That is nothing. Google image iphone charger fire.
I have seen some blown iPhones to pieces due to the charge.
It's not just iPhone any charger device is suspectable to catching fire, there have been a number of fatal house fires due to phones been left on charge and catching fire over night, there was 3 kiddies killed in one near me not too long ago.
That looks like a legit Apple cable, an impressive cheapo!
The legit Apple ones cost a fortune, but we stump up for them with the school equipment - can't afford not to really.
Even the apple ones get mullered tho
I was told that the fire brigade warn that many house fires are started by cheap imported Chinese laptop batteries...
Last edited by burgemaster; 19th February 2014 at 09:01 PM.
I would not bother with a cheap charging cable ever, especially after all the programs about people getting electrocuted or phones blowing up on them or catching fire, its too great a risk for saving a few quid on the device, with these devices being already prone to overheating that is (I had an ipod photo years back that was like a hot brick when using it until it blew and Apple changed it for a brand new one), now I am finding the same issue with my iPhone though on the standard cable any hard long use of the phone and it starts going red hot, so I think its on its last legs now.
Current battery technology is scarily unstable.
- Tiny, cheap, and dangerous: Inside a (fake) iPhone charger
- A dozen USB chargers in the lab: Apple is very good, but not quite the best
- Apple iPhone charger teardown: quality in a tiny expensive package
What makes Apple's iPhone charger special
Apple's power adapter is clearly a high-quality power supply designed to produce carefully filtered power. Apple has obviously gone to extra effort to reduce EMI interference, probably to keep the charger from interfering with the touchscreen. When I opened the charger up, I expected to find a standard design, but I've compared the charger to the Samsung charger and several other high-quality industry designs and Apple goes beyond these designs in several ways.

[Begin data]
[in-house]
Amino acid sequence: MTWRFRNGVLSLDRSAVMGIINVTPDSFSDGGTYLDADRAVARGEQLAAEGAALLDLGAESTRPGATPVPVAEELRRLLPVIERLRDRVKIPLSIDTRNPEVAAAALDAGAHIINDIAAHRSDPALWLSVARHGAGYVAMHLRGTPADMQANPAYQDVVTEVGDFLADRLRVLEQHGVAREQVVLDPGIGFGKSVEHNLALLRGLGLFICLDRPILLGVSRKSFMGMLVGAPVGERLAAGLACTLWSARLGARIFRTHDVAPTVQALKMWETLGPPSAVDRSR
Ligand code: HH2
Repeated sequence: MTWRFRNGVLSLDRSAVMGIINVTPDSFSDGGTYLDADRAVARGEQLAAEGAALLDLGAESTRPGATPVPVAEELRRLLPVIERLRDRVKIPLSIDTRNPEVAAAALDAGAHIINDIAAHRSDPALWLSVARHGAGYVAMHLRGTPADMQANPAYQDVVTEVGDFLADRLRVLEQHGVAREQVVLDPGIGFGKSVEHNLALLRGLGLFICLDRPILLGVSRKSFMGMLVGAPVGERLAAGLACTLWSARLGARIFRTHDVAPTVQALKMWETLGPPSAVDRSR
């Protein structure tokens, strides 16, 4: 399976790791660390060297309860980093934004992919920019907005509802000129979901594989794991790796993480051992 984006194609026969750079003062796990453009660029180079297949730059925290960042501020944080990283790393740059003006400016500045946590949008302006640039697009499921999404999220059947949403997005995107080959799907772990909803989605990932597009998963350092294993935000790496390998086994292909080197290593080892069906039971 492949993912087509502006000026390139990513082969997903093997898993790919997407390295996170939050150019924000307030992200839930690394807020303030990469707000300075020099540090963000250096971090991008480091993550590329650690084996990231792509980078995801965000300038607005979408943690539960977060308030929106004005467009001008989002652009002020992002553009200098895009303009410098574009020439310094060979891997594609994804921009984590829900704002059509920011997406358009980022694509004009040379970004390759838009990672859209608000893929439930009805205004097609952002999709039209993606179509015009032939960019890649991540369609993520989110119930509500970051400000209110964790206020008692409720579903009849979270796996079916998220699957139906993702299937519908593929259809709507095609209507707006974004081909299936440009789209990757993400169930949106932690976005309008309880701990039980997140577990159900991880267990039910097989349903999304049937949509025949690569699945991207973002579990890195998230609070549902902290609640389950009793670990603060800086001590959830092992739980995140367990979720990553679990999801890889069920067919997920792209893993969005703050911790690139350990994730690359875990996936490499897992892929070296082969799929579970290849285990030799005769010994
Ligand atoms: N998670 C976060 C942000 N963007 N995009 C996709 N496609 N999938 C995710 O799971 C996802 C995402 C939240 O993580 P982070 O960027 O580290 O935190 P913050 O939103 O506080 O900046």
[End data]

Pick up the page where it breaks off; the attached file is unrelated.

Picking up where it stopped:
The input AC is filtered through a tiny ferrite ring on the plastic case (see photo below). The diode bridge output is filtered by two large capacitors and an inductor. Two other R-C snubbers filter the diode bridge, which I've only seen elsewhere in audio power supplies to prevent 60Hz hum; perhaps this enhances the iTunes listening experience. Other chargers I disassembled don't use a ferrite ring and usually only a single filter capacitor. The primary circuit board has a grounded metal shield over the high-frequency components (see photo), which I haven't seen elsewhere. The transformer includes a shield winding to absorb EMI. The output circuit uses three capacitors including two relatively expensive tantalum ones and an inductor for filtering, when many supplies just use one capacitor. The Y capacitor is usually omitted from other designs. The resonant clamp circuit is highly innovative.
Apple's design provides extra safety in a few ways that were discussed earlier: the super-strong AC prongs, and the complex over-temperature / over-voltage shutdown circuit. Apple's isolation distance between primary and secondary appears to go beyond the regulations.
Graham-Millgate (21st February 2014)
After reading this thread I'm terrified that one of our charging docks will catch fire - if the phone has been disconnected is it still drawing enough current to combust?
That's a good question. I always turn everything off at the plug though. Not because I'm worried about fire but because I'm worried it is actually using my precious electricity.
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